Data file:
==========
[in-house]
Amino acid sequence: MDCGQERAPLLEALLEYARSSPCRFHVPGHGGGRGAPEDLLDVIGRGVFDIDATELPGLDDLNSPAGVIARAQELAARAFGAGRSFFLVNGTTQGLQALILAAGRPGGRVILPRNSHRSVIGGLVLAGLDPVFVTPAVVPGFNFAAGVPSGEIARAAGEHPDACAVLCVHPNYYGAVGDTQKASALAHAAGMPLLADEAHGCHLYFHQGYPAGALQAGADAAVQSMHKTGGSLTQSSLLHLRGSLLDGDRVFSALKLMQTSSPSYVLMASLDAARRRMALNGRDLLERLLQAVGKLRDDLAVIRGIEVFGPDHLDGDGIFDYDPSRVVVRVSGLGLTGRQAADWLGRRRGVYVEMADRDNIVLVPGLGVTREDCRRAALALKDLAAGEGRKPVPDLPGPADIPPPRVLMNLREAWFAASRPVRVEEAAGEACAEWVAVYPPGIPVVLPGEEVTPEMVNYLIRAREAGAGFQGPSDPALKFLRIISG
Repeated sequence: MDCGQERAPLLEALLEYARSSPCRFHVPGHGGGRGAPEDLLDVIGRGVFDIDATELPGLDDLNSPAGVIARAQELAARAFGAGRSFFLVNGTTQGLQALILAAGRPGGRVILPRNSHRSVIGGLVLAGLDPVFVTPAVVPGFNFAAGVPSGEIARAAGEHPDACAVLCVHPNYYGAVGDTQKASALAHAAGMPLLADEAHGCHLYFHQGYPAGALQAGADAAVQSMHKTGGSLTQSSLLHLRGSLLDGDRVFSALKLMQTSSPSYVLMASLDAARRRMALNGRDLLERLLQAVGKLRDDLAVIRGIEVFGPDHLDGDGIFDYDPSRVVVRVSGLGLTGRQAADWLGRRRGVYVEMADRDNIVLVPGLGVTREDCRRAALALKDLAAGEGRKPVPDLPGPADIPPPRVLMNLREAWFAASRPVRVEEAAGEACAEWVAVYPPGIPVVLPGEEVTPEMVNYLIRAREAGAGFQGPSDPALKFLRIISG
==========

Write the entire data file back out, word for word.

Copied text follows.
[in-house]
Amino acid sequence: MDCGQERAPLLEALLEYARSSPCRFHVPGHGGGRGAPEDLLDVIGRGVFDIDATELPGLDDLNSPAGVIARAQELAARAFGAGRSFFLVNGTTQGLQALILAAGRPGGRVILPRNSHRSVIGGLVLAGLDPVFVTPAVVPGFNFAAGVPSGEIARAAGEHPDACAVLCVHPNYYGAVGDTQKASALAHAAGMPLLADEAHGCHLYFHQGYPAGALQAGADAAVQSMHKTGGSLTQSSLLHLRGSLLDGDRVFSALKLMQTSSPSYVLMASLDAARRRMALNGRDLLERLLQAVGKLRDDLAVIRGIEVFGPDHLDGDGIFDYDPSRVVVRVSGLGLTGRQAADWLGRRRGVYVEMADRDNIVLVPGLGVTREDCRRAALALKDLAAGEGRKPVPDLPGPADIPPPRVLMNLREAWFAASRPVRVEEAAGEACAEWVAVYPPGIPVVLPGEEVTPEMVNYLIRAREAGAGFQGPSDPALKFLRIISG
Repeated sequence: MDCGQERAPLLEALLEYARSSPCRFHVPGHGGGRGAPEDLLDVIGRGVFDIDATELPGLDDLNSPAGVIARAQELAARAFGAGRSFFLVNGTTQGLQALILAAGRPGGRVILPRNSHRSVIGGLVLAGLDPVFVTPAVVPGFNFAAGVPSGEIARAAGEHPDACAVLCVHPNYYGAVGDTQKASALAHAAGMPLLADEAHGCHLYFHQGYPAGALQAGADAAVQSMHKTGGSLTQSSLLHLRGSLLDGDRVFSALKLMQTSSPSYVLMASLDAARRRMALNGRDLLERLLQAVGKLRDDLAVIRGIEVFGPDHLDGDGIFDYDPSRVVVRVSGLGLTGRQAADWLGRRRGVYVEMADRDNIVLVPGLGVTREDCRRAALALKDLAAGEGRKPVPDLPGPADIPPPRVLMNLREAWFAASRPVRVEEAAGEACAEWVAVYPPGIPVVLPGEEVTPEMVNYLIRAREAGAGFQGPSDPALKFLRIISG